The run started bright and early at 7 am, which is also about when sunrise hits. I arrived in the Park at the team's designated starting point about 20 minutes early to have time to pee and prep. It was pitch black and 37 degrees.
I was like this:
Although I wore a billion and a half layers to the start -- similar to what I will do on race day -- for the run itself which started in the morning's twilight (with the temp rising to a smoldering 40 or so) I just wore my shorts, TFK tank, and a new addition to the wardrobe: the purple arm warmers.
|My pace group before the run. I am the one circled in yellow.|
Don't answer that.
Wait, do. If the answer is: Super, Meredith. Super Sexy.
It's like sleeves without a shirt. Genius. The rationale is that I can have my jersey visible and not have to worry about taking clothes off and on while I'm running. And who doesn't like to show a little shoulder?
And we started, and it was great. The route was really cool. It went a little something like this:
We started in the park, ran to the East Side and down first until we could get on the FDR, around the tip of the Island and up the West Side Highway. From there we went through Riverside Park, cut across around 120th and then headed down into the North side of Central Park and back to where we started. Actually a really cool loop, and one I would highly, highly recommend for those who need future NY training runs.
I warmed up seriously after just about 1 mile. Gave a really good indication of what race-day will be like (the temps were pretty right on-par for average Nov. 4th) and why you see runners looking like they are wearing nothing but they seem fine. Because they are. Because they are running far.
I ran next to my friend Jazmin the entire way, as she is a perfect training partner for me. We are a really good pace for eachother, and we have plenty to chat about. There also were a lot of others near our pace (we ran an average of about a 10 minute mile for the run), and with plenty of water fountains along the way it was a nice lil' day.
|J and I with our respective matching outfits: white hats, tanks, SAME Lulu shorts and warm warmers. TWINSIES!|
So what does it feel like after you run that many miles?
At first you're kind of in a state of shock. Immediately after I basically dove into my duffel bag and chugged a muscle milk because your body is just dying to consume some calories. Dying. There is also a stiffness. The TFK coaches are great and they stretch you out after (which does immediately help for sure), and it's great to continue doing that at home and for the subsequent days after these runs. Because the aching and soreness can be quite, um, apparent. What else? Oh, yeah. Sometimes you've lost a toenail or you have a massive blister or an unfortunate chafing situation. That hurts. You take care of that as soon as possible.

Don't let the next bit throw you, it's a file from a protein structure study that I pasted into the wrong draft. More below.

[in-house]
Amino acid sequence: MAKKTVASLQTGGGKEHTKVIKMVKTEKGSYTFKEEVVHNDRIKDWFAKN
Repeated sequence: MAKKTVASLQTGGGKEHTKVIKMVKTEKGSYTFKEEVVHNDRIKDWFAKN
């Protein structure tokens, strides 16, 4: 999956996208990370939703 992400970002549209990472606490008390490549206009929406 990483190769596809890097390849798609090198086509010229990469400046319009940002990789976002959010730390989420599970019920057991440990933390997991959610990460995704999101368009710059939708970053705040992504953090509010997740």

But ultimately -- despite all of the above -- I actually was feeling pretty darn great! The emotional joy of accomplishing something that rationally your mind says "uh-uh, that seems improbable" is really cool. It's a mixture of elation and lunacy. I imagine it to be akin to childbirth. Everyone says after, "yes, it hurt...but it was so worth it! It's the good type of pain!"
They are liars and -- to be frank -- I probably am too.
|Michele, Me and Jazmin: Lunatics All|
Well, as far as work-outs go, we are officially in the "taper" period. Meaning that I am running easy workouts and no more crazy weekend runs. I mean, I have one more 12 left. But that's not crazy anymore.
I just read that last paragraph again and I understand that I need to punch myself in the face for writing that. Aligned.
Okay, so this week I do a few runs, and then next week same. The week before the marathon I take it super duper easy leading up to race day.
What else? Okay, so lots of stretching and healthy eating (meh?) and staying away from sick people. Now is note the time for my body to become a wonderland of disease.
Also prepping for race day. I want to have every single little detail ironed out before that weekend. When am I going to go to the expo? What food exactly do I want at my home that morning and to pack with me? What clothes am I wearing that I will throw away? Where will my parents meet me? And the important question: WHERE IS THE AFTER PARTY? (More on that to come this week for those interested!)
I hope you, too, are getting as excited as I am! It's been a long road and I couldn't be more excited to see the light at the end of the tunnel! I'll be sending out an email soon to friends and family on tips/tricks on where and how to watch me on Sunday, November 4th. And where and how to enjoy a beer with me after.
Let's do this, ladies and gentlemen. It's taper time.